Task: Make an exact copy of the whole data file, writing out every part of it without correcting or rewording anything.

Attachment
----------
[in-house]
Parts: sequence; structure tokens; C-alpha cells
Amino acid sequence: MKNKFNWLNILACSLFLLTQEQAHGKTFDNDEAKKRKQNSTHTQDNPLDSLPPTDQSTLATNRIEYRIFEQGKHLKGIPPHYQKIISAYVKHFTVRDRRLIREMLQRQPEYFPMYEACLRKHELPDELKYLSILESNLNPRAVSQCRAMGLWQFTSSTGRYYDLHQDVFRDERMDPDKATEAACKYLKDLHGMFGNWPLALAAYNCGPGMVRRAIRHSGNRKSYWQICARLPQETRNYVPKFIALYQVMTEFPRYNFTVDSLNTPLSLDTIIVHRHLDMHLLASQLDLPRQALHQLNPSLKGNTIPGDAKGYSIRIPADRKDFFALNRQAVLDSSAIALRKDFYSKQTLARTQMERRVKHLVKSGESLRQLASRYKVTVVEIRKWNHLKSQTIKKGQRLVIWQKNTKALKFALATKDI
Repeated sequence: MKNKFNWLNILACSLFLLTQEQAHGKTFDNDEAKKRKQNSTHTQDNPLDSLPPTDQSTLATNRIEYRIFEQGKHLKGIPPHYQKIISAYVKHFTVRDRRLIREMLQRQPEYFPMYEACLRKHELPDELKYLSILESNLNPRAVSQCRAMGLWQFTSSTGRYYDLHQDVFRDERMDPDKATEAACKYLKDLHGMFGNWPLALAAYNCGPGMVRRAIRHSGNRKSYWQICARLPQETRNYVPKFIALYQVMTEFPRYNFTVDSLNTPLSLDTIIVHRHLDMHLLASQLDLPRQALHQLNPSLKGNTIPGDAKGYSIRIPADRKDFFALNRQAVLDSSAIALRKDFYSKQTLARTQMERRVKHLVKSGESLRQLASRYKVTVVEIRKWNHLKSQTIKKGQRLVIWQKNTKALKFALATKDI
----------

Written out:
[in-house]
Parts: sequence; structure tokens; C-alpha cells
Amino acid sequence: MKNKFNWLNILACSLFLLTQEQAHGKTFDNDEAKKRKQNSTHTQDNPLDSLPPTDQSTLATNRIEYRIFEQGKHLKGIPPHYQKIISAYVKHFTVRDRRLIREMLQRQPEYFPMYEACLRKHELPDELKYLSILESNLNPRAVSQCRAMGLWQFTSSTGRYYDLHQDVFRDERMDPDKATEAACKYLKDLHGMFGNWPLALAAYNCGPGMVRRAIRHSGNRKSYWQICARLPQETRNYVPKFIALYQVMTEFPRYNFTVDSLNTPLSLDTIIVHRHLDMHLLASQLDLPRQALHQLNPSLKGNTIPGDAKGYSIRIPADRKDFFALNRQAVLDSSAIALRKDFYSKQTLARTQMERRVKHLVKSGESLRQLASRYKVTVVEIRKWNHLKSQTIKKGQRLVIWQKNTKALKFALATKDI
Repeated sequence: MKNKFNWLNILACSLFLLTQEQAHGKTFDNDEAKKRKQNSTHTQDNPLDSLPPTDQSTLATNRIEYRIFEQGKHLKGIPPHYQKIISAYVKHFTVRDRRLIREMLQRQPEYFPMYEACLRKHELPDELKYLSILESNLNPRAVSQCRAMGLWQFTSSTGRYYDLHQDVFRDERMDPDKATEAACKYLKDLHGMFGNWPLALAAYNCGPGMVRRAIRHSGNRKSYWQICARLPQETRNYVPKFIALYQVMTEFPRYNFTVDSLNTPLSLDTIIVHRHLDMHLLASQLDLPRQALHQLNPSLKGNTIPGDAKGYSIRIPADRKDFFALNRQAVLDSSAIALRKDFYSKQTLARTQMERRVKHLVKSGESLRQLASRYKVTVVEIRKWNHLKSQTIKKGQRLVIWQKNTKALKFALATKDI